Human Resource Management Practices in the Multinational Company: A Test of System, Societal, and Dominance Effects

Paul K. Edwards, Rocío Sánchez-Mangas, Olga Tregaskis, Christian Lévesque, Anthony McDonnell, Javier Quintanilla

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40 Citations (Scopus)


Does the use of HRM practices by multinational companies (MNCs) reflect their national origins or are practices similar regardless of context? To the extent that practices are similar, is there any evidence of global best standards? The authors use the system, societal, and dominance framework to address these questions through analysis of 1,100 MNC subsidiaries in Canada, Ireland, Spain, and the United Kingdom. They argue that this framework offers a richer account than alternatives such as varieties of capitalism. The study moves beyond previous research by differentiating between system effects at the global level and dominance effects arising from the diffusion of practices from a dominant economy. It shows that both effects are present, as are some differences at the societal level. Results suggest that MNCs configure their HRM practices in response to all three forces rather than to some uniform global best practices or to their national institutional contexts.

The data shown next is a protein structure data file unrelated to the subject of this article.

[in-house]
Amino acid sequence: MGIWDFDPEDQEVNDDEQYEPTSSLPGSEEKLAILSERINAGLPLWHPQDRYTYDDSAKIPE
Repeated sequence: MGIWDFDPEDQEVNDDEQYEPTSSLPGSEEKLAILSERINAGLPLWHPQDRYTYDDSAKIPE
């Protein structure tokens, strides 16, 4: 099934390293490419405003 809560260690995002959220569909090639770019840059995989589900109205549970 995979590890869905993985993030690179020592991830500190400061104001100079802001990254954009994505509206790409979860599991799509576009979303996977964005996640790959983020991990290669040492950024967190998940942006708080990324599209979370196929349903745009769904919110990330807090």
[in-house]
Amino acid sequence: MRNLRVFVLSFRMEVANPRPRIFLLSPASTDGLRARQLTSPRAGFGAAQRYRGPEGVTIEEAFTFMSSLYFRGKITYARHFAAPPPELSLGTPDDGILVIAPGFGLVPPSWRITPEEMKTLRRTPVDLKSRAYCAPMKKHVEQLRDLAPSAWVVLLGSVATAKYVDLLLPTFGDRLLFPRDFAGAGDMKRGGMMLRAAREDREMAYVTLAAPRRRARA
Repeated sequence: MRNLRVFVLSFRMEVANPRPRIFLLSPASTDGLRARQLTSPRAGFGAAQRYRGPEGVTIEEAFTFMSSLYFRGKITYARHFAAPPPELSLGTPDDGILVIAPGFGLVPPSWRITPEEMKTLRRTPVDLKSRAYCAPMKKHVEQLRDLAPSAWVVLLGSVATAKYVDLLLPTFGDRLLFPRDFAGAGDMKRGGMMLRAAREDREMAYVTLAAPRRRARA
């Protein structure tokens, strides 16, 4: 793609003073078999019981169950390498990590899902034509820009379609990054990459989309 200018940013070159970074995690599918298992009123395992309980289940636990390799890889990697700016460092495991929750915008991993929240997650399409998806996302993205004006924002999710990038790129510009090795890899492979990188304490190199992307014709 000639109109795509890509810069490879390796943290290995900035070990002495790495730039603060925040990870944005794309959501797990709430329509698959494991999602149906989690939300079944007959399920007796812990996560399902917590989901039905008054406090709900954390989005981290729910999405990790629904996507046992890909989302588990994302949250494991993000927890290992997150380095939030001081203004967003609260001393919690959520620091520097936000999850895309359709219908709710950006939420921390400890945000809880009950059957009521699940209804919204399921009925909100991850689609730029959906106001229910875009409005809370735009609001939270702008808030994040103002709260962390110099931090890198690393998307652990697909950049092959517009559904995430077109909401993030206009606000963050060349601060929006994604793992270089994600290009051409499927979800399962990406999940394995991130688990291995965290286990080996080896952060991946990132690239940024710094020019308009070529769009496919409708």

Original languageEnglish
Pages (from-to)588-617
Number of pages30
JournalIndustrial and Labor Relations Review
Issue number3
Publication statusPublished - May 2013

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